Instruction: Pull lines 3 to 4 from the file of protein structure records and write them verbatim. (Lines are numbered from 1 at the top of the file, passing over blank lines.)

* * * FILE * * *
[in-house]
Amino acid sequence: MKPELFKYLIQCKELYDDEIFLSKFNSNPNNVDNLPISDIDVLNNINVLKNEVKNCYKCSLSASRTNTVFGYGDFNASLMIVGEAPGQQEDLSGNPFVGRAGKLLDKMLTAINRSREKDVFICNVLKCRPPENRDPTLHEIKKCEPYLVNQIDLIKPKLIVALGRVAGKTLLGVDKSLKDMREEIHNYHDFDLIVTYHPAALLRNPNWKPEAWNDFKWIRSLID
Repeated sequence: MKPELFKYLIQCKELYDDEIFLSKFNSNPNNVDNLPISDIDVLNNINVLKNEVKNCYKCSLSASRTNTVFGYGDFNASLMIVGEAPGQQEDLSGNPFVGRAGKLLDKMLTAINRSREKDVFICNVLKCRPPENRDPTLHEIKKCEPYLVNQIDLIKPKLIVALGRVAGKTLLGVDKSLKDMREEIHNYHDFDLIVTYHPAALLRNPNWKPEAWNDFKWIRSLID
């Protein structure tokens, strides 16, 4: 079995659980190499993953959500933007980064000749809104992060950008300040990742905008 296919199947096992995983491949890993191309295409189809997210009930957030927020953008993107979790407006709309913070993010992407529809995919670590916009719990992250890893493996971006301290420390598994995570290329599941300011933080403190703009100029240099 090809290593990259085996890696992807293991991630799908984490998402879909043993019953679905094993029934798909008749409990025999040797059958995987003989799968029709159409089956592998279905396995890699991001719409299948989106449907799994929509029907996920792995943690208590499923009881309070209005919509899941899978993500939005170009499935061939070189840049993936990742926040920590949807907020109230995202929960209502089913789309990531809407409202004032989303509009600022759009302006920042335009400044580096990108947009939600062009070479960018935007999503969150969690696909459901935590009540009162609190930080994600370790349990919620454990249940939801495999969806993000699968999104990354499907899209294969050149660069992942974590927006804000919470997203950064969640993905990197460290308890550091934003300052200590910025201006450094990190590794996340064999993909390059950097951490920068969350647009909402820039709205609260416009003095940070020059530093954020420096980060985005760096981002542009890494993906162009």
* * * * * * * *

Repeated sequence: MKPELFKYLIQCKELYDDEIFLSKFNSNPNNVDNLPISDIDVLNNINVLKNEVKNCYKCSLSASRTNTVFGYGDFNASLMIVGEAPGQQEDLSGNPFVGRAGKLLDKMLTAINRSREKDVFICNVLKCRPPENRDPTLHEIKKCEPYLVNQIDLIKPKLIVALGRVAGKTLLGVDKSLKDMREEIHNYHDFDLIVTYHPAALLRNPNWKPEAWNDFKWIRSLID
């Protein structure tokens, strides 16, 4: 079995659980190499993953959500933007980064000749809104992060950008300040990742905008 296919199947096992995983491949890993191309295409189809997210009930957030927020953008993107979790407006709309913070993010992407529809995919670590916009719990992250890893493996971006301290420390598994995570290329599941300011933080403190703009100029240099 090809290593990259085996890696992807293991991630799908984490998402879909043993019953679905094993029934798909008749409990025999040797059958995987003989799968029709159409089956592998279905396995890699991001719409299948989106449907799994929509029907996920792995943690208590499923009881309070209005919509899941899978993500939005170009499935061939070189840049993936990742926040920590949807907020109230995202929960209502089913789309990531809407409202004032989303509009600022759009302006920042335009400044580096990108947009939600062009070479960018935007999503969150969690696909459901935590009540009162609190930080994600370790349990919620454990249940939801495999969806993000699968999104990354499907899209294969050149660069992942974590927006804000919470997203950064969640993905990197460290308890550091934003300052200590910025201006450094990190590794996340064999993909390059950097951490920068969350647009909402820039709205609260416009003095940070020059530093954020420096980060985005760096981002542009890494993906162009």